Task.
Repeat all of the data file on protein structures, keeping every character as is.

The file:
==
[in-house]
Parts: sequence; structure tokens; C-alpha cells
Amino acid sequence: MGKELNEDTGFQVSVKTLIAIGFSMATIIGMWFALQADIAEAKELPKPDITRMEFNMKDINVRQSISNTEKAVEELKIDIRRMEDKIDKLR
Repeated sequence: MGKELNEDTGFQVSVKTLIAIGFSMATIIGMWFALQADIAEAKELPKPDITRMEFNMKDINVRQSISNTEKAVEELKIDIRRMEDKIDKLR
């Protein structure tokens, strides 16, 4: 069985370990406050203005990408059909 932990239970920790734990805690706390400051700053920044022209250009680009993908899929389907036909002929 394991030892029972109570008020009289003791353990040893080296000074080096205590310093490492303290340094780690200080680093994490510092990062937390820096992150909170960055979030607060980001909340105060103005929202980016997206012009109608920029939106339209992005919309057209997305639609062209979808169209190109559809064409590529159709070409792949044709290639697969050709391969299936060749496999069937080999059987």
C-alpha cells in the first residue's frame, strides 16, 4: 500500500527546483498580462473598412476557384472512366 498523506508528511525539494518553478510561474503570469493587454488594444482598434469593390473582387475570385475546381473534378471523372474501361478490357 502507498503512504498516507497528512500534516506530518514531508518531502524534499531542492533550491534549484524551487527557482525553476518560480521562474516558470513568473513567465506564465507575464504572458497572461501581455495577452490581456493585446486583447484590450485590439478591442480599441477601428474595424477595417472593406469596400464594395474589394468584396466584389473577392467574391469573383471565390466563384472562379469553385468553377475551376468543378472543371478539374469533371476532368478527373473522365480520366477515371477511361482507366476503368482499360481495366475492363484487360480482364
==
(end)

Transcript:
[in-house]
Parts: sequence; structure tokens; C-alpha cells
Amino acid sequence: MGKELNEDTGFQVSVKTLIAIGFSMATIIGMWFALQADIAEAKELPKPDITRMEFNMKDINVRQSISNTEKAVEELKIDIRRMEDKIDKLR
Repeated sequence: MGKELNEDTGFQVSVKTLIAIGFSMATIIGMWFALQADIAEAKELPKPDITRMEFNMKDINVRQSISNTEKAVEELKIDIRRMEDKIDKLR
């Protein structure tokens, strides 16, 4: 069985370990406050203005990408059909 932990239970920790734990805690706390400051700053920044022209250009680009993908899929389907036909002929 394991030892029972109570008020009289003791353990040893080296000074080096205590310093490492303290340094780690200080680093994490510092990062937390820096992150909170960055979030607060980001909340105060103005929202980016997206012009109608920029939106339209992005919309057209997305639609062209979808169209190109559809064409590529159709070409792949044709290639697969050709391969299936060749496999069937080999059987």
C-alpha cells in the first residue's frame, strides 16, 4: 500500500527546483498580462473598412476557384472512366 498523506508528511525539494518553478510561474503570469493587454488594444482598434469593390473582387475570385475546381473534378471523372474501361478490357 502507498503512504498516507497528512500534516506530518514531508518531502524534499531542492533550491534549484524551487527557482525553476518560480521562474516558470513568473513567465506564465507575464504572458497572461501581455495577452490581456493585446486583447484590450485590439478591442480599441477601428474595424477595417472593406469596400464594395474589394468584396466584389473577392467574391469573383471565390466563384472562379469553385468553377475551376468543378472543371478539374469533371476532368478527373473522365480520366477515371477511361482507366476503368482499360481495366475492363484487360480482364